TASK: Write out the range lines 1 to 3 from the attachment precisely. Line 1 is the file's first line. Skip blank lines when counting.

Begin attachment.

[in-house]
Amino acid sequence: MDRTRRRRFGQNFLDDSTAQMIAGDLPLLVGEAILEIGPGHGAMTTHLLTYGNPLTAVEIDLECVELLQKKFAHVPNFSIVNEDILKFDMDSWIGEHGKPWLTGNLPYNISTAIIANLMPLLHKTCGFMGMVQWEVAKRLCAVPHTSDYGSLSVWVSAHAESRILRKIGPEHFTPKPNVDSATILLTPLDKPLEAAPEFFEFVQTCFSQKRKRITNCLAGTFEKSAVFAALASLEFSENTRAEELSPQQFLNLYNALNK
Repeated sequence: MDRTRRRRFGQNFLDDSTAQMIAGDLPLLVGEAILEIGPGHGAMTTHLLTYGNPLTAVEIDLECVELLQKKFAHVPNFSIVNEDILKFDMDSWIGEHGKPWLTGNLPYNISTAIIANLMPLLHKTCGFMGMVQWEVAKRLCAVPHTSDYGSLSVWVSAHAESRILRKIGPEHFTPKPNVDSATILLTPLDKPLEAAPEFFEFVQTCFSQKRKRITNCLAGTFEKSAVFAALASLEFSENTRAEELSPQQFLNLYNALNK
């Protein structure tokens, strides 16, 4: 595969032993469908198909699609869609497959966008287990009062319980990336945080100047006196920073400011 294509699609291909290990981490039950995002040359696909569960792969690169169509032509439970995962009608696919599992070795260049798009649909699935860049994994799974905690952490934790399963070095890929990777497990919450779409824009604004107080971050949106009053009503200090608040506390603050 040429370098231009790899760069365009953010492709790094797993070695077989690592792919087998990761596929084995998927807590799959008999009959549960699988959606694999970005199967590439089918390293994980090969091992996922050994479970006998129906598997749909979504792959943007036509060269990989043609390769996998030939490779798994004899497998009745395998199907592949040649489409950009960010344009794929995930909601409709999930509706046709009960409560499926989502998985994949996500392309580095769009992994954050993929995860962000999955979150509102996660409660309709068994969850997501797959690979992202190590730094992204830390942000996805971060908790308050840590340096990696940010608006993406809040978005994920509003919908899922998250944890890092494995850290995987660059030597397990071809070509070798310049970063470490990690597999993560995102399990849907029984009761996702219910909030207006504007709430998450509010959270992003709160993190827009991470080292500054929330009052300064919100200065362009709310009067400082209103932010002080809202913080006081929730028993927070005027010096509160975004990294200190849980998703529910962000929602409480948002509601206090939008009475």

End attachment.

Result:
[in-house]
Amino acid sequence: MDRTRRRRFGQNFLDDSTAQMIAGDLPLLVGEAILEIGPGHGAMTTHLLTYGNPLTAVEIDLECVELLQKKFAHVPNFSIVNEDILKFDMDSWIGEHGKPWLTGNLPYNISTAIIANLMPLLHKTCGFMGMVQWEVAKRLCAVPHTSDYGSLSVWVSAHAESRILRKIGPEHFTPKPNVDSATILLTPLDKPLEAAPEFFEFVQTCFSQKRKRITNCLAGTFEKSAVFAALASLEFSENTRAEELSPQQFLNLYNALNK
Repeated sequence: MDRTRRRRFGQNFLDDSTAQMIAGDLPLLVGEAILEIGPGHGAMTTHLLTYGNPLTAVEIDLECVELLQKKFAHVPNFSIVNEDILKFDMDSWIGEHGKPWLTGNLPYNISTAIIANLMPLLHKTCGFMGMVQWEVAKRLCAVPHTSDYGSLSVWVSAHAESRILRKIGPEHFTPKPNVDSATILLTPLDKPLEAAPEFFEFVQTCFSQKRKRITNCLAGTFEKSAVFAALASLEFSENTRAEELSPQQFLNLYNALNK